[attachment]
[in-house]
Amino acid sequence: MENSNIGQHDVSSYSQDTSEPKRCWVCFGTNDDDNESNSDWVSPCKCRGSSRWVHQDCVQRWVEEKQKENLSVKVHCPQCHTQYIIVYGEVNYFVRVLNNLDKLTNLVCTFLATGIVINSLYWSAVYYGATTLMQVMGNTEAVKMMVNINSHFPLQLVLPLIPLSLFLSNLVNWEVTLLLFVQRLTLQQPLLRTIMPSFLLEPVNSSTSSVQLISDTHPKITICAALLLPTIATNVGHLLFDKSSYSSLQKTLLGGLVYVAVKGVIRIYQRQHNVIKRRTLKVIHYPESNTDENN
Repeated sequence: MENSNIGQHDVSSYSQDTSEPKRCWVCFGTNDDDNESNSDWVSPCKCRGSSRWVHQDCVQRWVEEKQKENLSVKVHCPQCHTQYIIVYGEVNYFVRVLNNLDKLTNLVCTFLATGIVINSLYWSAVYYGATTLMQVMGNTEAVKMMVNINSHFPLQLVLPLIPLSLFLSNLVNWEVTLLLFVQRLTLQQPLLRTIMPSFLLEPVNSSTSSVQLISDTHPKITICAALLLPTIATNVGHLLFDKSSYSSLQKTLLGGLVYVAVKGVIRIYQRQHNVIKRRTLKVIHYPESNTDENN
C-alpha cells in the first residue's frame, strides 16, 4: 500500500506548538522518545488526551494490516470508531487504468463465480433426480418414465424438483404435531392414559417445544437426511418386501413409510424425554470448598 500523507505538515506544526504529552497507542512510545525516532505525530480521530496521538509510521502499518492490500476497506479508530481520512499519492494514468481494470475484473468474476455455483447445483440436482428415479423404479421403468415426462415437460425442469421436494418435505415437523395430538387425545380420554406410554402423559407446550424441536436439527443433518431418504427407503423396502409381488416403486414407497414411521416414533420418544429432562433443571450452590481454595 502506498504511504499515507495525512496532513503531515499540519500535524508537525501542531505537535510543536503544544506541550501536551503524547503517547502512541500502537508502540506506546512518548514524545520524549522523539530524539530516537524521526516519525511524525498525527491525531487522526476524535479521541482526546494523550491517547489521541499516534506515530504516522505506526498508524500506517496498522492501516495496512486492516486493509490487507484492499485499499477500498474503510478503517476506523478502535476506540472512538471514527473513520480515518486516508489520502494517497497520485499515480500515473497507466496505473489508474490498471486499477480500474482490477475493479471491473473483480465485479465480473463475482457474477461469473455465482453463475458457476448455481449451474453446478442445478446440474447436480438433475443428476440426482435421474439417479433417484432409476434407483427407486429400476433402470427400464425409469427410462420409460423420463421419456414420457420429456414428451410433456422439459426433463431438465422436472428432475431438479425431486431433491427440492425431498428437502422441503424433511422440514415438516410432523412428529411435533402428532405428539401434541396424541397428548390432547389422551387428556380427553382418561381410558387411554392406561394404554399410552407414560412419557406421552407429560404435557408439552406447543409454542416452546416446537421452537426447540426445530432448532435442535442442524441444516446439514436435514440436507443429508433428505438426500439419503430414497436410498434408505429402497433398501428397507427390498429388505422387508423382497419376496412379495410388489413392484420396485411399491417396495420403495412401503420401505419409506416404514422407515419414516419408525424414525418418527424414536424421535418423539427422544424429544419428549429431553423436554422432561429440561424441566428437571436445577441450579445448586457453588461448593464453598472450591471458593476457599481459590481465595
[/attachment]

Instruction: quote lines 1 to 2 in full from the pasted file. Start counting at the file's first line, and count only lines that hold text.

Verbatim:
[in-house]
Amino acid sequence: MENSNIGQHDVSSYSQDTSEPKRCWVCFGTNDDDNESNSDWVSPCKCRGSSRWVHQDCVQRWVEEKQKENLSVKVHCPQCHTQYIIVYGEVNYFVRVLNNLDKLTNLVCTFLATGIVINSLYWSAVYYGATTLMQVMGNTEAVKMMVNINSHFPLQLVLPLIPLSLFLSNLVNWEVTLLLFVQRLTLQQPLLRTIMPSFLLEPVNSSTSSVQLISDTHPKITICAALLLPTIATNVGHLLFDKSSYSSLQKTLLGGLVYVAVKGVIRIYQRQHNVIKRRTLKVIHYPESNTDENN